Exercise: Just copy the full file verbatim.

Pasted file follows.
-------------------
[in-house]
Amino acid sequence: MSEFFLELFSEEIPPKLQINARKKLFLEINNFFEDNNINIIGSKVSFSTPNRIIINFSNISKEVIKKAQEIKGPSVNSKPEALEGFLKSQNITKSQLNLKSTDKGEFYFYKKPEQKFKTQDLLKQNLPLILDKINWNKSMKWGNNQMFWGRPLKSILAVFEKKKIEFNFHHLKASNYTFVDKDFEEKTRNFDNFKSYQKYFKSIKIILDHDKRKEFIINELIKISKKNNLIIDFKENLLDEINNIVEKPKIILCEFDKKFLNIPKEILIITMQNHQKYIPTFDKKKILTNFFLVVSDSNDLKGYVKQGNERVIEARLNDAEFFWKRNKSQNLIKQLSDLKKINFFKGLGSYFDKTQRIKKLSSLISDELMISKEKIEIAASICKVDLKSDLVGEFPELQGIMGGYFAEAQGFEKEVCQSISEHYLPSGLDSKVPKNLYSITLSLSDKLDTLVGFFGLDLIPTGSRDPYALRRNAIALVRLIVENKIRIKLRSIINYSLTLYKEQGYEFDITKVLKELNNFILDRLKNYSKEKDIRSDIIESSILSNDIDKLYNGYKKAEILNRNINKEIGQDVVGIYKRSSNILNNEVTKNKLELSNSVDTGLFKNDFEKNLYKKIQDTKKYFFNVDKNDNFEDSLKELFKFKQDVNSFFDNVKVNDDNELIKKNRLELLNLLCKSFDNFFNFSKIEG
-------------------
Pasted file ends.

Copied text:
[in-house]
Amino acid sequence: MSEFFLELFSEEIPPKLQINARKKLFLEINNFFEDNNINIIGSKVSFSTPNRIIINFSNISKEVIKKAQEIKGPSVNSKPEALEGFLKSQNITKSQLNLKSTDKGEFYFYKKPEQKFKTQDLLKQNLPLILDKINWNKSMKWGNNQMFWGRPLKSILAVFEKKKIEFNFHHLKASNYTFVDKDFEEKTRNFDNFKSYQKYFKSIKIILDHDKRKEFIINELIKISKKNNLIIDFKENLLDEINNIVEKPKIILCEFDKKFLNIPKEILIITMQNHQKYIPTFDKKKILTNFFLVVSDSNDLKGYVKQGNERVIEARLNDAEFFWKRNKSQNLIKQLSDLKKINFFKGLGSYFDKTQRIKKLSSLISDELMISKEKIEIAASICKVDLKSDLVGEFPELQGIMGGYFAEAQGFEKEVCQSISEHYLPSGLDSKVPKNLYSITLSLSDKLDTLVGFFGLDLIPTGSRDPYALRRNAIALVRLIVENKIRIKLRSIINYSLTLYKEQGYEFDITKVLKELNNFILDRLKNYSKEKDIRSDIIESSILSNDIDKLYNGYKKAEILNRNINKEIGQDVVGIYKRSSNILNNEVTKNKLELSNSVDTGLFKNDFEKNLYKKIQDTKKYFFNVDKNDNFEDSLKELFKFKQDVNSFFDNVKVNDDNELIKKNRLELLNLLCKSFDNFFNFSKIEG